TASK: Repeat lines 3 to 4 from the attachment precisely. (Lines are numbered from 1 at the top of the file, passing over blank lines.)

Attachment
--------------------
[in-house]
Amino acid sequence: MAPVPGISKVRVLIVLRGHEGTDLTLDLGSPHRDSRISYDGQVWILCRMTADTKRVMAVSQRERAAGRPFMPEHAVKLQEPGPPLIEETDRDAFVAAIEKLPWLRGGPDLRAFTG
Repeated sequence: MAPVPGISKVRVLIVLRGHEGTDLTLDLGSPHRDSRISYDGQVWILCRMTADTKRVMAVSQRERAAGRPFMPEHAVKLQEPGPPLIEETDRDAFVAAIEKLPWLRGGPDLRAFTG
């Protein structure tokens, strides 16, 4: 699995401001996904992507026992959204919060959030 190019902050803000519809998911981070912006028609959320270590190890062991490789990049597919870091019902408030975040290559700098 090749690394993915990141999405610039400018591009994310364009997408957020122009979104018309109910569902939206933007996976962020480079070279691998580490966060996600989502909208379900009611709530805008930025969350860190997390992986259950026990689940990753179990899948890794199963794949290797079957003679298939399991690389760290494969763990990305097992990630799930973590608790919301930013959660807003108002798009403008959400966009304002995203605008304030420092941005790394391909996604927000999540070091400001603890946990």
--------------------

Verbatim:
Repeated sequence: MAPVPGISKVRVLIVLRGHEGTDLTLDLGSPHRDSRISYDGQVWILCRMTADTKRVMAVSQRERAAGRPFMPEHAVKLQEPGPPLIEETDRDAFVAAIEKLPWLRGGPDLRAFTG
């Protein structure tokens, strides 16, 4: 699995401001996904992507026992959204919060959030 190019902050803000519809998911981070912006028609959320270590190890062991490789990049597919870091019902408030975040290559700098 090749690394993915990141999405610039400018591009994310364009997408957020122009979104018309109910569902939206933007996976962020480079070279691998580490966060996600989502909208379900009611709530805008930025969350860190997390992986259950026990689940990753179990899948890794199963794949290797079957003679298939399991690389760290494969763990990305097992990630799930973590608790919301930013959660807003108002798009403008959400966009304002995203605008304030420092941005790394391909996604927000999540070091400001603890946990």